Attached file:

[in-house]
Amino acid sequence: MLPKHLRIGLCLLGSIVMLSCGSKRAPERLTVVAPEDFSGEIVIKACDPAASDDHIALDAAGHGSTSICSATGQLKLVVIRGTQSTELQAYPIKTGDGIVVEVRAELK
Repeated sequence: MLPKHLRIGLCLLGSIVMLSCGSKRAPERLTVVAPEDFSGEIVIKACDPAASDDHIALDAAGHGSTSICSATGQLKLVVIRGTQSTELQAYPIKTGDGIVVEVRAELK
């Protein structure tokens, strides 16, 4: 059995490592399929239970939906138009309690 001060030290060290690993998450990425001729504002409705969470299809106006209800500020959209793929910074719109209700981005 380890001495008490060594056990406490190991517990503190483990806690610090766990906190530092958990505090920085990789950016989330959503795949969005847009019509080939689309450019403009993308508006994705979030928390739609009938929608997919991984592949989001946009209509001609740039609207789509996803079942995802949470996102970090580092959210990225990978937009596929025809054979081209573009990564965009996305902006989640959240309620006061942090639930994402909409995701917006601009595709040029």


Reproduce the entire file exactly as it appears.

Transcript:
[in-house]
Amino acid sequence: MLPKHLRIGLCLLGSIVMLSCGSKRAPERLTVVAPEDFSGEIVIKACDPAASDDHIALDAAGHGSTSICSATGQLKLVVIRGTQSTELQAYPIKTGDGIVVEVRAELK
Repeated sequence: MLPKHLRIGLCLLGSIVMLSCGSKRAPERLTVVAPEDFSGEIVIKACDPAASDDHIALDAAGHGSTSICSATGQLKLVVIRGTQSTELQAYPIKTGDGIVVEVRAELK
């Protein structure tokens, strides 16, 4: 059995490592399929239970939906138009309690 001060030290060290690993998450990425001729504002409705969470299809106006209800500020959209793929910074719109209700981005 380890001495008490060594056990406490190991517990503190483990806690610090766990906190530092958990505090920085990789950016989330959503795949969005847009019509080939689309450019403009993308508006994705979030928390739609009938929608997919991984592949989001946009209509001609740039609207789509996803079942995802949470996102970090580092959210990225990978937009596929025809054979081209573009990564965009996305902006989640959240309620006061942090639930994402909409995701917006601009595709040029």